Roland Gerard Barthes
French social and literary critic whose writings on
Semiotics, helped establish
Structuralism, and later Post-Structuralism.
Barthes studied at the University of Paris.
After working (1952-59) at
the Centre National de la Recherche Scientific, he
was appointed to the
Ecole Pratique des hauthe etudes. In 1976 he became the
first person to hold the chair of literary semiology at the College de France.
- His first book, Le Degre zero de l'ecriture
Writing Degree Zero), examined the arbitrariness of the constructs of
- In subsequent books -- including Mythologies
(1957), Essais Critiques (1964) and La Tour
Eiffel (1964) -- he applied the same critical apparatus to the
"mythologies" (i.e. hidden assumptions) behind popular and cultural
- His Sur Racine (1963) set off a literary furor in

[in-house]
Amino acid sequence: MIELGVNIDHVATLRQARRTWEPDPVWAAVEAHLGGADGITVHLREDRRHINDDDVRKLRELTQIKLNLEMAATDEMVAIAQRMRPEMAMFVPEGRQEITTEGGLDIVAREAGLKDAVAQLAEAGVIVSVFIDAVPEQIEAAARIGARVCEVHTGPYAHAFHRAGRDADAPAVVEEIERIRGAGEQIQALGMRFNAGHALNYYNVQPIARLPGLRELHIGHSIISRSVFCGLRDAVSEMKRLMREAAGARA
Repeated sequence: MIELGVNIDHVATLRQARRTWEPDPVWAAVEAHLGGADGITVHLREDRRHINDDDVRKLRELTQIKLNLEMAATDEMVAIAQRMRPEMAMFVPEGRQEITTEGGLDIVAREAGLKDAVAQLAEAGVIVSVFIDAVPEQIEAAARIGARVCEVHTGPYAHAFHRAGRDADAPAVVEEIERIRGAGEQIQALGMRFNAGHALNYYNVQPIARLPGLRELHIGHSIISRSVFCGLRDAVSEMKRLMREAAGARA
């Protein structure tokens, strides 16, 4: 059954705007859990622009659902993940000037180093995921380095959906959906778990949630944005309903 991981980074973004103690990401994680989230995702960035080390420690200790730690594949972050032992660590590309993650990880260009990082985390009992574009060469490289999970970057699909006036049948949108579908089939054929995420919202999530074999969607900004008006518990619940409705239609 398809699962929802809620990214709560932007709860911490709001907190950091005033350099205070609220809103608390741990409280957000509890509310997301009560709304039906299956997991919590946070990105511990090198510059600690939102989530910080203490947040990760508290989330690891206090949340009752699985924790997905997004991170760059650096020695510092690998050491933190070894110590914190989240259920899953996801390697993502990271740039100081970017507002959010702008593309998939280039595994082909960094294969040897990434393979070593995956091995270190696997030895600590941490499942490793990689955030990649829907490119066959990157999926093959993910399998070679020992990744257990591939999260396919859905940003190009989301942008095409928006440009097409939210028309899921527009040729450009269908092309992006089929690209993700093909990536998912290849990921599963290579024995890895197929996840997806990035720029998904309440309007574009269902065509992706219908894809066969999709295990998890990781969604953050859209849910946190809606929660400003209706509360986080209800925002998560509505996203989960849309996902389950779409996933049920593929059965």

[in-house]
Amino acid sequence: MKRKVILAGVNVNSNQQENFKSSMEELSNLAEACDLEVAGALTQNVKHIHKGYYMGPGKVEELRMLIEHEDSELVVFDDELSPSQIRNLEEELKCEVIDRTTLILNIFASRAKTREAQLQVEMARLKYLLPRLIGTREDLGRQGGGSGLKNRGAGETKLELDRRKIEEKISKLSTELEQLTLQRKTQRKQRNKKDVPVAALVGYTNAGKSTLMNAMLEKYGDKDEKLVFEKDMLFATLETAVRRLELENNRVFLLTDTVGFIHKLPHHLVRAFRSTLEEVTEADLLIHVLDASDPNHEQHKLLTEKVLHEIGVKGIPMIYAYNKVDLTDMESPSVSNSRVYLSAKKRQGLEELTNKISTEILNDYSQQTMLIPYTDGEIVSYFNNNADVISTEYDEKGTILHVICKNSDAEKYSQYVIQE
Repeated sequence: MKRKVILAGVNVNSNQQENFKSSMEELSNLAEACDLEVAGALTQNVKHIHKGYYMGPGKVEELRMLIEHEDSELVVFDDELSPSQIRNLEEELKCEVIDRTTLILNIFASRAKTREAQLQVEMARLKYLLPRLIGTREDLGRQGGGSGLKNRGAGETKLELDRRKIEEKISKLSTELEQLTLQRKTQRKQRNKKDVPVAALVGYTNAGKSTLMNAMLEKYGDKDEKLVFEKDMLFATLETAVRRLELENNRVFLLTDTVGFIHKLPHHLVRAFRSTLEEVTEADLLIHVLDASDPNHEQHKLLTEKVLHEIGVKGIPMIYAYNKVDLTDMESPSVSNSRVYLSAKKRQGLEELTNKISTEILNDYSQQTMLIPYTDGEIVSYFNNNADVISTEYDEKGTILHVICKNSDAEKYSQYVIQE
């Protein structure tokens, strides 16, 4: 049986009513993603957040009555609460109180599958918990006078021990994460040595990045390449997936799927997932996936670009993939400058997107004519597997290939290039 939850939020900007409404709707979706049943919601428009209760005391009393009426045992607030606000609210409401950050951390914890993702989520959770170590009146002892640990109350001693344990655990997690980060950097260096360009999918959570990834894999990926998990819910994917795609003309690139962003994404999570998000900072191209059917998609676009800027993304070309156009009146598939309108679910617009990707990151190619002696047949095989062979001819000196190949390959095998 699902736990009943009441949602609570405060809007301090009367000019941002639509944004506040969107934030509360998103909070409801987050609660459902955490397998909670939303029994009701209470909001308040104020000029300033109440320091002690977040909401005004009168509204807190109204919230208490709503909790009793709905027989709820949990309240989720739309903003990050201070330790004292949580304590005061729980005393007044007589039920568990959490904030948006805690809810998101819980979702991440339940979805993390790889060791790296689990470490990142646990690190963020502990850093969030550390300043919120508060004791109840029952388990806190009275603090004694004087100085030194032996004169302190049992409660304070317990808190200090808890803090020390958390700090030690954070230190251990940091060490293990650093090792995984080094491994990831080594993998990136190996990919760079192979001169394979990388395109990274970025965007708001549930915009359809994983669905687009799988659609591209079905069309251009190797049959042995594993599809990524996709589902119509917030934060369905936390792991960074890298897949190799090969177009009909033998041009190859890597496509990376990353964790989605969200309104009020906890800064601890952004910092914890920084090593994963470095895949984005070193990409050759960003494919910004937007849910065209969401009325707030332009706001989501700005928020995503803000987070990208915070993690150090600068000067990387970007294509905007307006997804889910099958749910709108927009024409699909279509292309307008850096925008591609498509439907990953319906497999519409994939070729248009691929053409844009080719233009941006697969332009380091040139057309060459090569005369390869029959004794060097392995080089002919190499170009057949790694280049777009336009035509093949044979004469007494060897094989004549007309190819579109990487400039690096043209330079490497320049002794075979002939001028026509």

France pitting Barthes against traditional academics who thought that
viewing a text as a system of signs was desecrating the classics.
- Even more radical was S/Z (1970), in which Barthes
stresed the active role of the reader in constructing a narrative based
on textual "cues."
- By the late 1970s Barthes theories had become extremely
influential not only in France but throughout Europe and in the US.
Barthes last two, very personal books established his late-blooming
reputation as a stylist and writer. He published Roland Barthes
par Roland Barthes and Fragments d'un discours
(1977; A Lovers Discourse), an account of a painful love affair.
- Several posthumous collections of his writings have been published,
A Barthes Reader and Incidents ,
the latter volume
revealed Barthes homosexuality, which he had not
Barthes was strongly influenced by the the ideas of linguist Ferdinand
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